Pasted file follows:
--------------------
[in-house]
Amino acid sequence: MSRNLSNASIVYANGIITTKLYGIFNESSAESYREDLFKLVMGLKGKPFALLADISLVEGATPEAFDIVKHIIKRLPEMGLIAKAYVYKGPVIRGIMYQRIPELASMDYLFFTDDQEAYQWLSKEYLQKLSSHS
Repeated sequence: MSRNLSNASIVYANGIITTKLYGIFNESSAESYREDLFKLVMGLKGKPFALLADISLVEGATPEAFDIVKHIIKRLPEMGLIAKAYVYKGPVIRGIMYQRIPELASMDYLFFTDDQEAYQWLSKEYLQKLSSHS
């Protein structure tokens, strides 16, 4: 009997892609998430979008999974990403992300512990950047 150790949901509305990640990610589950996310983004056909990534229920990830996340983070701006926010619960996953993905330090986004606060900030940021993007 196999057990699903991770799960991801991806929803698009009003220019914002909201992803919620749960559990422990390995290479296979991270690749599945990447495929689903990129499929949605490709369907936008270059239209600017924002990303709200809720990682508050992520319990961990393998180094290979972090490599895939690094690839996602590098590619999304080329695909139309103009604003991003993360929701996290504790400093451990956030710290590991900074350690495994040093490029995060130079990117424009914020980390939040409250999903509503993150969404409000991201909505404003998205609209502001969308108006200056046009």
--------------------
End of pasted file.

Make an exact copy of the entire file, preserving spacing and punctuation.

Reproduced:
[in-house]
Amino acid sequence: MSRNLSNASIVYANGIITTKLYGIFNESSAESYREDLFKLVMGLKGKPFALLADISLVEGATPEAFDIVKHIIKRLPEMGLIAKAYVYKGPVIRGIMYQRIPELASMDYLFFTDDQEAYQWLSKEYLQKLSSHS
Repeated sequence: MSRNLSNASIVYANGIITTKLYGIFNESSAESYREDLFKLVMGLKGKPFALLADISLVEGATPEAFDIVKHIIKRLPEMGLIAKAYVYKGPVIRGIMYQRIPELASMDYLFFTDDQEAYQWLSKEYLQKLSSHS
């Protein structure tokens, strides 16, 4: 009997892609998430979008999974990403992300512990950047 150790949901509305990640990610589950996310983004056909990534229920990830996340983070701006926010619960996953993905330090986004606060900030940021993007 196999057990699903991770799960991801991806929803698009009003220019914002909201992803919620749960559990422990390995290479296979991270690749599945990447495929689903990129499929949605490709369907936008270059239209600017924002990303709200809720990682508050992520319990961990393998180094290979972090490599895939690094690839996602590098590619999304080329695909139309103009604003991003993360929701996290504790400093451990956030710290590991900074350690495994040093490029995060130079990117424009914020980390939040409250999903509503993150969404409000991201909505404003998205609209502001969308108006200056046009």